Question about Kenmore Refrigerators
I suspect your automatic defrost is not working, but it could be other things. I would see if you can find a manual (Google search for your model number manual, or check the manual you go with the refrigerator). If your reefer has diagnostics available (in the user manual) you can test by selecting manual defrost. If I am on the wrong track, you could have problems in the compressor or cooling circuit. Again, your manual should be able to steer you to the culprit, by going through the troubleshooting guide. If you\'re a DIY, you\'ll get into the evaporator, and if the machine has been running, I think you\'ll find it iced up. I\'ve found the defrost thermostat open, or it could be an open heating element. Mine was fixed with a reset... but you\'ve tried that. I hope I\'ve helped steer you in the correct direction.
Posted on Mar 28, 2014
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Posted on Jan 02, 2017
I am assuming you have the ice maker that the tray twists to release the ice. There is a new tray out with a wall to prevent the water spilling over. The part number is
Posted on Jun 03, 2008
majority of refrigerators today are equipped with an automatic icemaker. The water valve supplying the icemaker is a key component of the icemaking system, and it should be the first thing you check if the icemaker's performance is erratic or if the icemaker stops working. When the icemaker calls for ice, its switch closes an electrical circuit and energizes the solenoid-operated water valve. This allows water to flow through the valve and into the ice cube tray. The water is frozen into cubes, and the cubes are dumped into the ice bin. As time passes, strange things may happen to the refrigerator's icemaking capability. The cubes may be small or there may be a solid chunk of ice instead of individual cubes. It's also possible that the icemaker will stop working. These are all signs of a malfunctioning water valve. The valve is equipped with a screen on its inlet to remove minerals and sediments in the water supply. Over time, minerals and sediment build up on the screen and restrict flow through the valve, or even block it completely. Minerals that make it through the screen can cause the valve to stick in the open position, overfilling the ice cube tray in the process. This is a common problem in areas with hard water, but it can happen just about anywhere. Another malfunction that will cause the icemaker to stop working is a break in the solenoid coil winding. This is known as an open coil. The coil winding generates a magnetic field as current passes through it, and this magnetic field opens the plunger valve that controls water flow. A break in the coil winding stops current flow and this prevents the valve from operating. Test And Inspect The icemaker's valve is easy to inspect and test. First, gently pull the refrigerator away from the wall, and unplug it. Turn off the water supply to the icemaker by closing the shut-off valve in the copper waterline leading to the valve (Fig. 1). Use a screwdriver or nutdriver to remove the rear lower access panel from the refrigerator's back. Next, remove the fill tubing from the water valve. Use a wrench to loosen the flare nut on the brass fitting on the inlet side of the valve (above). Place a container under the valve to catch the small amount of water that will spill from the valve and tubing. Now use a screwdriver or a nutdriver to remove the screw holding the valve's mounting bracket to the refrigerator cabinet (Fig. 2). Pull the valve out of the compartment and remove the tube on the valve's outlet. Then, remove the solenoid's electrical contacts (Fig. 3).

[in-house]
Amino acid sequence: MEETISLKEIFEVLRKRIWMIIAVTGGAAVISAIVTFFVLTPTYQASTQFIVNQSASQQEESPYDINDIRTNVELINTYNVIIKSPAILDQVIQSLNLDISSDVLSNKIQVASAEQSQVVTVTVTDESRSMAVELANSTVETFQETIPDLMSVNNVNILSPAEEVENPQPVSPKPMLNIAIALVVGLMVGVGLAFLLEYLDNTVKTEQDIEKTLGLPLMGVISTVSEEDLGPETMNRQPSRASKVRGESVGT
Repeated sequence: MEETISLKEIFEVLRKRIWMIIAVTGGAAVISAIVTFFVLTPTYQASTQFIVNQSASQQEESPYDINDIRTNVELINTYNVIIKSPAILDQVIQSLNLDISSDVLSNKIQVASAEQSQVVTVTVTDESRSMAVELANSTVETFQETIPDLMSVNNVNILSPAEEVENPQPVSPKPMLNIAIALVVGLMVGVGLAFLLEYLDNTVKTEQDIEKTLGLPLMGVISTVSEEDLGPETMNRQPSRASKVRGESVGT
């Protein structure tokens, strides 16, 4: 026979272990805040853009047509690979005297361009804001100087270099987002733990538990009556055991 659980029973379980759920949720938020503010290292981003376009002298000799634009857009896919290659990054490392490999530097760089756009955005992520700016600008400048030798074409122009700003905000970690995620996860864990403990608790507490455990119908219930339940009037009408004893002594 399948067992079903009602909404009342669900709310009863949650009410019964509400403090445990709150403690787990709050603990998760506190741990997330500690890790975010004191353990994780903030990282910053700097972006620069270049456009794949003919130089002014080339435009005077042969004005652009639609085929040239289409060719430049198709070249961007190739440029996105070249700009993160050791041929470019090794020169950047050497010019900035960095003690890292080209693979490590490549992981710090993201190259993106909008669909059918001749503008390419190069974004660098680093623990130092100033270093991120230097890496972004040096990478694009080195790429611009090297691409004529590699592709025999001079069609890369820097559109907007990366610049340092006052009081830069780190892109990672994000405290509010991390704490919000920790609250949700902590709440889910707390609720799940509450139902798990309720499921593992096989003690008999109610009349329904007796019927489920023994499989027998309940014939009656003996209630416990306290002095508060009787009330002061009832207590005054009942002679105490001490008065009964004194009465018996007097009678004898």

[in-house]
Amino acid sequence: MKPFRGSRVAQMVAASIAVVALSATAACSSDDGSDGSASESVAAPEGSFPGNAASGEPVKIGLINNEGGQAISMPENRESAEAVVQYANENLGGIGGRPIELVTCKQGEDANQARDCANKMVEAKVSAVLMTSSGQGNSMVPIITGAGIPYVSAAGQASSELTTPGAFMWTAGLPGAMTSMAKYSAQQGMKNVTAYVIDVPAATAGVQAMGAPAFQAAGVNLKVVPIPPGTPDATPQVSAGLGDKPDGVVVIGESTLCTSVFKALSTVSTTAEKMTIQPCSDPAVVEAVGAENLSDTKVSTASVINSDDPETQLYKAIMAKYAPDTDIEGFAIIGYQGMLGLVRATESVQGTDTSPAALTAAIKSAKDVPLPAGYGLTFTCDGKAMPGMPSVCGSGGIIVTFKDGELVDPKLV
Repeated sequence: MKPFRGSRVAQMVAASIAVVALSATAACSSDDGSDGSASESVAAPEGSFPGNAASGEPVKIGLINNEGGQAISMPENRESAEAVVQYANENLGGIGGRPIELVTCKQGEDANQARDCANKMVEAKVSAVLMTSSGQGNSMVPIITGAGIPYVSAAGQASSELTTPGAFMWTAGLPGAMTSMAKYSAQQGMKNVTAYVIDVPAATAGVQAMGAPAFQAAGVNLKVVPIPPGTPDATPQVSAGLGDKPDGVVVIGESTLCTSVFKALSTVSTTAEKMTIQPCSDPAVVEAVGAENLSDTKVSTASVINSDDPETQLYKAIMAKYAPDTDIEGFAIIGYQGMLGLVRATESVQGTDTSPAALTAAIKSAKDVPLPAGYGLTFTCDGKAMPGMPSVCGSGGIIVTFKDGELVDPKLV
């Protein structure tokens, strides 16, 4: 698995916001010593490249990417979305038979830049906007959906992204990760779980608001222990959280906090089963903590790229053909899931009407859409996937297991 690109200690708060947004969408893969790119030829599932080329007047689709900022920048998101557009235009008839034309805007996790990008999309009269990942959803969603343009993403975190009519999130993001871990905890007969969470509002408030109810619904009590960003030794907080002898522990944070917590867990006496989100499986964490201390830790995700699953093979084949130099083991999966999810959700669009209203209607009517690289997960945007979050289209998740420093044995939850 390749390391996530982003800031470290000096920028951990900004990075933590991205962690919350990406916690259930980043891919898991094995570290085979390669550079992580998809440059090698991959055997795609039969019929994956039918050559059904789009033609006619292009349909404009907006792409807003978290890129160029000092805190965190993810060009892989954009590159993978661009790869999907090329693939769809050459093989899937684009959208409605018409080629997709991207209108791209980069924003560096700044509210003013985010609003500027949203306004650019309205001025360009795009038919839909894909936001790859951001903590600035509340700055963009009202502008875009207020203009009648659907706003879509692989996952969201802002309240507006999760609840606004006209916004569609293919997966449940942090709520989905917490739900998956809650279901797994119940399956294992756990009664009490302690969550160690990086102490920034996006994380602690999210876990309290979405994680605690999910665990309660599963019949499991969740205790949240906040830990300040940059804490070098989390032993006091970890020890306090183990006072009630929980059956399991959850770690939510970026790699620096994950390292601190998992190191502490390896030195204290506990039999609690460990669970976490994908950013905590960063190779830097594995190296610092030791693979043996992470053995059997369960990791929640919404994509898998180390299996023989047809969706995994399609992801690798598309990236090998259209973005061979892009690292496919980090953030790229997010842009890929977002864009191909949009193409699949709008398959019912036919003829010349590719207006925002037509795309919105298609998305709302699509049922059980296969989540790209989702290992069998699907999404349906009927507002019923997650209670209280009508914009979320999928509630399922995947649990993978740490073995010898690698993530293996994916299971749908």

Posted on Mar 29, 2009
Need to take the ice maker out to measure the amount of water input into the ice tray. In this case the tray was already full (from the leaking valve). The spillage I saw was just the tray overflowing. Time for a new valve.
Posted on Apr 29, 2009
Your refrigerator has a defrost drain blockage behind the evaporator in your your freezer compartment. Some models like yours have leak in the turns as the water leaves the freezer. I recommend that you unplug and remove the cover to the evaporator and check the defrost condensate tray below the evaporator. A wet vacuum cleaner and poring a solution with clorox in the drain will help you clean locate the leak and where the blockage may be downline.. I do have the manual on yours and can help you solve this. Some times this is a factory defect and I can help you solve the freezing drain problem. Let me know, Sea Breeze
Posted on Jul 01, 2009
Your ice-maker may need to be "hard-reset". To do this, perform a manual-defrost by emptying out the freezer (and fridge) and shutting all power off to your unit for several hours (at least half a day unless you can be sure the temp in the freezer has fully reached ambient. Next, with freezer empty, restore power, make sure the "ice" setting is set to off, then set the forced power-freeze mode (you can refill the fridge, but leave the freezer empty for now. When the power-freeze completes (at least 2.5 hours) you can refill the freezer, set the "ice" mode to block/crushed (IE something other than off) and then hit the "black reset button" to restart the ice-maker. IF it still will not dump the cubes then the ice sensor/control board may have failed.
Posted on Sep 24, 2010
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